Is using SLI or Crossfire a transparent process to the video game developers? Or do they have to consider SLI and Crossfire when they develop their game? Is it all the same DX calls regardless of the code path taken (SLI/Crossfire or not)?
I am not entirely sure if it is transparent to the devs...
Support comes from drivers... this is why you see 'game ready' drivers from NVIDIA and 'hotfixes'(for specific titles) for AMD. I am going to GUESS it is transparent or mostly transparent to the devs based on this point only... if it was transparent to the devs, you would think that it wouldn't take so long for SLI/CFx support to come out. They wait until release day or even later to put those drivers out. I highly doubt they code multi-gpu support that late in the game...
... that said, it is just a guess. I have no idea.
SLI support can be added at the driver level if the game lacks sli support. As eatherdog stated there are game ready drivers with sli support. There is also a tool that can mod the nvidia drivers to add sli support to a game that lacks it.
Lets break some layers down in order to answer this question.
Games live on the software level, and must communicate down to the firmware level of the GPU to instruct what graphics to display on the screen. We understand that instructions are sent back and forth, but what are these instructions? Each game is built off an engine that has libraries to interact with the drivers. The drives, than communicate down to the firmware, and thus the hardware itself. Each game must be built around a library of available commands that are first available at the firmware level, but trimmed as we move up to the game software level. Not all firmware instructions are available, because the developers will decide which are most important.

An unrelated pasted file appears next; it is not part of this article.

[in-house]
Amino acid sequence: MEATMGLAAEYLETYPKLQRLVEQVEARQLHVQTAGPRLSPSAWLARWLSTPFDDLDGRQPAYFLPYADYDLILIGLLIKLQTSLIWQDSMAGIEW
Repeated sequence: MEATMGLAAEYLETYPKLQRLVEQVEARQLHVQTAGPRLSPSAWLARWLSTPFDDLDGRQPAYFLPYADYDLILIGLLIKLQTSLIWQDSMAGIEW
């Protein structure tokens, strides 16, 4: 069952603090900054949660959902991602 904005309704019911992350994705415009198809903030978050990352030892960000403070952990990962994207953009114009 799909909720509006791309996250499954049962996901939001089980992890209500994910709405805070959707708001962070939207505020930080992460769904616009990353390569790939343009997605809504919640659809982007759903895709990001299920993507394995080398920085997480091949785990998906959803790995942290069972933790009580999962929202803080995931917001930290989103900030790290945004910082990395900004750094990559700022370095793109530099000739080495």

Given this break down, we can see that the SLI/XFIRE instructions would be available up to the game software, if allowed. This is what most people understand, developers must enable multi-gpu rendering, and they can use even more instructions to smooth out performance. However, a driver can recognize specific instructions and instruct the firmware to act differently, this is where driver optimization comes into play and why AMD and Nvidia make sure to stay on top of driver support. Game developers cannot always keep on top of the latest and greatest, because they are more worried about the game running on a variety of hardware. Driver support relieves some of the effort of the game developers, while also creating a customer support role (a reason as to why Nvidia is getting a higher market share atm).
Dolk's reply makes it seem to me that devs wouldn't really want to bother w/Crossfire-SLI at all. After all, if most of your market is consoles, why would you want to waste development dollars on a shrinking market?
ED quoted an article where the author said Crossfire/SLI support for console ports is becoming abysmal.